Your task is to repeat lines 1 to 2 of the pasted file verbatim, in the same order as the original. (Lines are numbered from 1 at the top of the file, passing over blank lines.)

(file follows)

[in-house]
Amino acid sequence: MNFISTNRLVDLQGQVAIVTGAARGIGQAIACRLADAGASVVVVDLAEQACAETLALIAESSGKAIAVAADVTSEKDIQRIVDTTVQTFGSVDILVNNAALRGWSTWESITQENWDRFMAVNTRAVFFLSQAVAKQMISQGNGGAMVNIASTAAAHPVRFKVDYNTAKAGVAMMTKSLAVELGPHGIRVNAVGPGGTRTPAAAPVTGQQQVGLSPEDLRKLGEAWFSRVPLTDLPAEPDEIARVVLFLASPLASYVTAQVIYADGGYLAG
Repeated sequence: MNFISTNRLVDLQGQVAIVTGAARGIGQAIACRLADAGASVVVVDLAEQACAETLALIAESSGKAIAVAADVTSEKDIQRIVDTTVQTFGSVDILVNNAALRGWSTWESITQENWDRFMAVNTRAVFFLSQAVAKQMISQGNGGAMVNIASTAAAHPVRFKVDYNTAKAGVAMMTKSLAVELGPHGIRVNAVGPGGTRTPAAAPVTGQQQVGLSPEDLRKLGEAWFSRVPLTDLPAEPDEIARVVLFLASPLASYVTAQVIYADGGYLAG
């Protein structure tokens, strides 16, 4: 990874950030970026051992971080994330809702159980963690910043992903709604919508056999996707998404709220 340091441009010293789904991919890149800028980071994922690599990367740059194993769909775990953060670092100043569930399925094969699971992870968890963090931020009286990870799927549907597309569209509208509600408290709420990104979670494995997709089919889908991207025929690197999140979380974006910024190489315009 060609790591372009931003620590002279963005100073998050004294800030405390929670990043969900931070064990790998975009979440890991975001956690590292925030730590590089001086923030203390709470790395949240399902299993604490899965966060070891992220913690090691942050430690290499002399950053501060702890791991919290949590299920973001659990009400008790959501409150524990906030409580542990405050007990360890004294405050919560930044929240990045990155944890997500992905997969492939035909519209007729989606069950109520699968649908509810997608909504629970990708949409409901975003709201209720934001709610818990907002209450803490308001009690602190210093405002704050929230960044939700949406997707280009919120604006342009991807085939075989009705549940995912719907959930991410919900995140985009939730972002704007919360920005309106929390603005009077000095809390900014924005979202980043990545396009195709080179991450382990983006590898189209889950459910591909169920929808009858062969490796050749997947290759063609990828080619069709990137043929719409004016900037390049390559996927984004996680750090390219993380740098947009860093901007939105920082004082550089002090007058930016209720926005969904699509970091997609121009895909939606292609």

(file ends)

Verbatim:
[in-house]
Amino acid sequence: MNFISTNRLVDLQGQVAIVTGAARGIGQAIACRLADAGASVVVVDLAEQACAETLALIAESSGKAIAVAADVTSEKDIQRIVDTTVQTFGSVDILVNNAALRGWSTWESITQENWDRFMAVNTRAVFFLSQAVAKQMISQGNGGAMVNIASTAAAHPVRFKVDYNTAKAGVAMMTKSLAVELGPHGIRVNAVGPGGTRTPAAAPVTGQQQVGLSPEDLRKLGEAWFSRVPLTDLPAEPDEIARVVLFLASPLASYVTAQVIYADGGYLAG